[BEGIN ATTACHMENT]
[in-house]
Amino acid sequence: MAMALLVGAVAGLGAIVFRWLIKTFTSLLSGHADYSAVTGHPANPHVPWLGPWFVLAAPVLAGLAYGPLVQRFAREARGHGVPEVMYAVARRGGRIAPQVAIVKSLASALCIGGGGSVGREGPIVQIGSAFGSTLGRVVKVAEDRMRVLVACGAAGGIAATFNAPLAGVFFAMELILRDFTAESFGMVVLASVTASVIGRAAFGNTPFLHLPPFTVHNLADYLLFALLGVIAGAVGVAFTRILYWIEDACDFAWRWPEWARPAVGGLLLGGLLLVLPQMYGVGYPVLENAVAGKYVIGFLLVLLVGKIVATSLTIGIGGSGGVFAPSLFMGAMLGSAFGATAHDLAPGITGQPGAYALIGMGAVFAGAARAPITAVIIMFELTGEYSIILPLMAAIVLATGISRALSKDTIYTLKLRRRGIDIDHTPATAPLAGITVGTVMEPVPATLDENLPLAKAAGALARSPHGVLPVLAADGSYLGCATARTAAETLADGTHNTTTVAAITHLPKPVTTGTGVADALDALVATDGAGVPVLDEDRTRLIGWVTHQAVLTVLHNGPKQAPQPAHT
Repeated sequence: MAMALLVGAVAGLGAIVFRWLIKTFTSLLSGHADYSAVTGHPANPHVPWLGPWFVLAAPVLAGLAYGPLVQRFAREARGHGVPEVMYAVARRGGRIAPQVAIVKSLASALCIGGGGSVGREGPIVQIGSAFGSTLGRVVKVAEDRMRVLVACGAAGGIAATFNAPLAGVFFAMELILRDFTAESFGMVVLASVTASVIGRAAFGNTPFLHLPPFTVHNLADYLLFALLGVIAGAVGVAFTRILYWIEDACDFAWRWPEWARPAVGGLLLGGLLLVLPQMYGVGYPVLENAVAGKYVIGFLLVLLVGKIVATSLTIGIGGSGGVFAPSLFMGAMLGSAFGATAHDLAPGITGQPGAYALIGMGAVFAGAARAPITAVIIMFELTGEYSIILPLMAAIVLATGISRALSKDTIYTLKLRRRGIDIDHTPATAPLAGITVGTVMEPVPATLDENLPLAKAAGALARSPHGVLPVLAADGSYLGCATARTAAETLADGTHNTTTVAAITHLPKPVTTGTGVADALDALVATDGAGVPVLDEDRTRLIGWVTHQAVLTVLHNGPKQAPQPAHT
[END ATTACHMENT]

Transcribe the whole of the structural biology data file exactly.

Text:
[in-house]
Amino acid sequence: MAMALLVGAVAGLGAIVFRWLIKTFTSLLSGHADYSAVTGHPANPHVPWLGPWFVLAAPVLAGLAYGPLVQRFAREARGHGVPEVMYAVARRGGRIAPQVAIVKSLASALCIGGGGSVGREGPIVQIGSAFGSTLGRVVKVAEDRMRVLVACGAAGGIAATFNAPLAGVFFAMELILRDFTAESFGMVVLASVTASVIGRAAFGNTPFLHLPPFTVHNLADYLLFALLGVIAGAVGVAFTRILYWIEDACDFAWRWPEWARPAVGGLLLGGLLLVLPQMYGVGYPVLENAVAGKYVIGFLLVLLVGKIVATSLTIGIGGSGGVFAPSLFMGAMLGSAFGATAHDLAPGITGQPGAYALIGMGAVFAGAARAPITAVIIMFELTGEYSIILPLMAAIVLATGISRALSKDTIYTLKLRRRGIDIDHTPATAPLAGITVGTVMEPVPATLDENLPLAKAAGALARSPHGVLPVLAADGSYLGCATARTAAETLADGTHNTTTVAAITHLPKPVTTGTGVADALDALVATDGAGVPVLDEDRTRLIGWVTHQAVLTVLHNGPKQAPQPAHT
Repeated sequence: MAMALLVGAVAGLGAIVFRWLIKTFTSLLSGHADYSAVTGHPANPHVPWLGPWFVLAAPVLAGLAYGPLVQRFAREARGHGVPEVMYAVARRGGRIAPQVAIVKSLASALCIGGGGSVGREGPIVQIGSAFGSTLGRVVKVAEDRMRVLVACGAAGGIAATFNAPLAGVFFAMELILRDFTAESFGMVVLASVTASVIGRAAFGNTPFLHLPPFTVHNLADYLLFALLGVIAGAVGVAFTRILYWIEDACDFAWRWPEWARPAVGGLLLGGLLLVLPQMYGVGYPVLENAVAGKYVIGFLLVLLVGKIVATSLTIGIGGSGGVFAPSLFMGAMLGSAFGATAHDLAPGITGQPGAYALIGMGAVFAGAARAPITAVIIMFELTGEYSIILPLMAAIVLATGISRALSKDTIYTLKLRRRGIDIDHTPATAPLAGITVGTVMEPVPATLDENLPLAKAAGALARSPHGVLPVLAADGSYLGCATARTAAETLADGTHNTTTVAAITHLPKPVTTGTGVADALDALVATDGAGVPVLDEDRTRLIGWVTHQAVLTVLHNGPKQAPQPAHT